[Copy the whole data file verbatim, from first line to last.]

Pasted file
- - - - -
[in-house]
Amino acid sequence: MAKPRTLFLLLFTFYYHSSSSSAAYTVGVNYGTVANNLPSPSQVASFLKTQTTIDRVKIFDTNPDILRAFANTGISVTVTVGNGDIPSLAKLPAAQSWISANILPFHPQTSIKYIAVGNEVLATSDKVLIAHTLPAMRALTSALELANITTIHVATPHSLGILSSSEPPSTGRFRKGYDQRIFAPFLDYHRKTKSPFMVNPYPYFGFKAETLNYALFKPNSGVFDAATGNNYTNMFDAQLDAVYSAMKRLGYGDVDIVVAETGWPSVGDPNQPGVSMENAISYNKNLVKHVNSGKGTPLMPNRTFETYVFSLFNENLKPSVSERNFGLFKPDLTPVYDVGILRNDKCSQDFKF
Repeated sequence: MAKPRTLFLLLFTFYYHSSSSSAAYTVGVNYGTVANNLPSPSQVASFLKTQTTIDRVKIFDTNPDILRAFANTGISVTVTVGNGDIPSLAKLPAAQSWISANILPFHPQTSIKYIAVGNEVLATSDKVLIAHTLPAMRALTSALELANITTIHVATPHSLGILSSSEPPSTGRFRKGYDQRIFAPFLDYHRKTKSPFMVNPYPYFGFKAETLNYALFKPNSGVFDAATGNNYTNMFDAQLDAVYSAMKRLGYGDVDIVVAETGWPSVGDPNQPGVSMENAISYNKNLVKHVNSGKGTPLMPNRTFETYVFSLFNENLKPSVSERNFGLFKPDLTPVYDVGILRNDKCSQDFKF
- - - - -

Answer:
[in-house]
Amino acid sequence: MAKPRTLFLLLFTFYYHSSSSSAAYTVGVNYGTVANNLPSPSQVASFLKTQTTIDRVKIFDTNPDILRAFANTGISVTVTVGNGDIPSLAKLPAAQSWISANILPFHPQTSIKYIAVGNEVLATSDKVLIAHTLPAMRALTSALELANITTIHVATPHSLGILSSSEPPSTGRFRKGYDQRIFAPFLDYHRKTKSPFMVNPYPYFGFKAETLNYALFKPNSGVFDAATGNNYTNMFDAQLDAVYSAMKRLGYGDVDIVVAETGWPSVGDPNQPGVSMENAISYNKNLVKHVNSGKGTPLMPNRTFETYVFSLFNENLKPSVSERNFGLFKPDLTPVYDVGILRNDKCSQDFKF
Repeated sequence: MAKPRTLFLLLFTFYYHSSSSSAAYTVGVNYGTVANNLPSPSQVASFLKTQTTIDRVKIFDTNPDILRAFANTGISVTVTVGNGDIPSLAKLPAAQSWISANILPFHPQTSIKYIAVGNEVLATSDKVLIAHTLPAMRALTSALELANITTIHVATPHSLGILSSSEPPSTGRFRKGYDQRIFAPFLDYHRKTKSPFMVNPYPYFGFKAETLNYALFKPNSGVFDAATGNNYTNMFDAQLDAVYSAMKRLGYGDVDIVVAETGWPSVGDPNQPGVSMENAISYNKNLVKHVNSGKGTPLMPNRTFETYVFSLFNENLKPSVSERNFGLFKPDLTPVYDVGILRNDKCSQDFKF